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I am looking for some information about the factories that turn CO2 gas into the liquid CO2. I want to know the methods that they are using. Can anyone help me?

Thanks

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2 Answers 2

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If you compress a gas in a syringe at $20°$C, its temperature increases a bit (say $+ 10$ °C). If you now maintain the pressure and let the compressed gas cool down, its temperature goes slowly back to its original value ($20$°C). If you now release the pressure, the gas temperature will decrease down to say +$10$°C : temperature drop is equal to minus the heating step during compression.

If you now repeat this same experiment with another syringe containing another compressed gas cooled down to $20°$C, the first cold syringe ($10°$C) can be used to cool down the second one down to say $15°$C. By releasing the pressure of this compressed and cold gas, this second gas goes down to +$5°$C.

Repeating this process over and over with a lot of syringes, you can go down to as low temperatures as you want it. Of course this phenomena stops when the gas is cold enough to become a liquid or a solid.

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I think you mean dry ice; solid carbon dioxide, not carbon. It is made very cold and freezes. At atmospheric pressure carbon dioxide sublimes, no liquid; gas to solid. Look up a CO2 phase diagram. Not as cold as natural gas separation or air separation.

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  • $\begingroup$ I wouldn’t assume the question is about dry ice. CO2 is transported as a liquid in bulk $\endgroup$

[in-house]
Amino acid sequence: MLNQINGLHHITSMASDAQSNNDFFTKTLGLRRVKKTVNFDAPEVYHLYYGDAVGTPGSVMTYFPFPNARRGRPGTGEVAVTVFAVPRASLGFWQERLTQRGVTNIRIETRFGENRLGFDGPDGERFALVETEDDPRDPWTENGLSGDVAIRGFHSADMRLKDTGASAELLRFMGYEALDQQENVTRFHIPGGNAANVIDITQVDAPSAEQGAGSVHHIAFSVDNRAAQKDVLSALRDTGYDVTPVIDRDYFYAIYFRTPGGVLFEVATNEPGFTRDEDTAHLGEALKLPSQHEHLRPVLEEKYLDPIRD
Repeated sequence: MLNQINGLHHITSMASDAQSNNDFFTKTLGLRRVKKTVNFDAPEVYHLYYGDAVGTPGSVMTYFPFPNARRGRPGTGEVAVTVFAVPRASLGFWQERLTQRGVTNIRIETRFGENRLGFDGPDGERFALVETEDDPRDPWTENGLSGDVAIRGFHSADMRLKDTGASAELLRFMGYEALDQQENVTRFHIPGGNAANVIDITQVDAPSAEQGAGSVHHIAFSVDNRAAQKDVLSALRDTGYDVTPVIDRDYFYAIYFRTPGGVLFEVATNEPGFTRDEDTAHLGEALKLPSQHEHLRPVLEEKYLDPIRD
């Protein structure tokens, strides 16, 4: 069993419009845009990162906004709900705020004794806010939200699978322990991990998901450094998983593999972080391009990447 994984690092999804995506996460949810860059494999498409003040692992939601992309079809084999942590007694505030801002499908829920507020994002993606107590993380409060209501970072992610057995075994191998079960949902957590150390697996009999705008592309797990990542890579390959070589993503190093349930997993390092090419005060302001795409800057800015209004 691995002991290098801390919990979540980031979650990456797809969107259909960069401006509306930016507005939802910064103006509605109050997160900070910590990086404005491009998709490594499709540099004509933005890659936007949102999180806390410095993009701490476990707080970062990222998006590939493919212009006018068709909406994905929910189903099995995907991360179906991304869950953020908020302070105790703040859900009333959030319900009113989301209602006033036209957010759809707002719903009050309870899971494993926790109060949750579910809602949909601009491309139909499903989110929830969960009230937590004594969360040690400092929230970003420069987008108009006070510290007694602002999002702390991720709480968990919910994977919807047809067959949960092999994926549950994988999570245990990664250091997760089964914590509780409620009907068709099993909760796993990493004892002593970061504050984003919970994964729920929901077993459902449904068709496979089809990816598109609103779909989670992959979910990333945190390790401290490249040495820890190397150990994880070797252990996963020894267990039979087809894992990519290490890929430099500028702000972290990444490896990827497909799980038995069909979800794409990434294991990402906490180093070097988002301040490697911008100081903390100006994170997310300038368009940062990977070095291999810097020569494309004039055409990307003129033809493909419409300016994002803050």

– Andrew
    May 15 at 20:22
  • $\begingroup$ Not at atmospheric pressure. Actually CO2 liquid pipelines are a very special case requiring crack arresters every few miles. $\endgroup$ May 15 at 23:54
  • $\begingroup$ Liquid CO2 is also transported by ship. Obviously not at atmospheric pressure. $\endgroup$
    – Andrew
    May 16 at 0:36
  • $\begingroup$ Ships seem unlikely., it would require 100 psi pressure vessels or insulation. Both expensive for a cheap commodity like CO2. Pipeline applications are CO2 wells which can be pressured into pipeline and shipped to oil producing areas where it is used for third stage recovery by injecting into wells . $\endgroup$ May 16 at 15:40
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    $\begingroup$ The volume shipped is small, but it happens. Typically food grade CO2. Ships are similar to LPG tankers. See for example gcaptain.com/mol-invests-in-liquid-co2-shipping-line $\endgroup$
    – Andrew
    May 16 at 17:31

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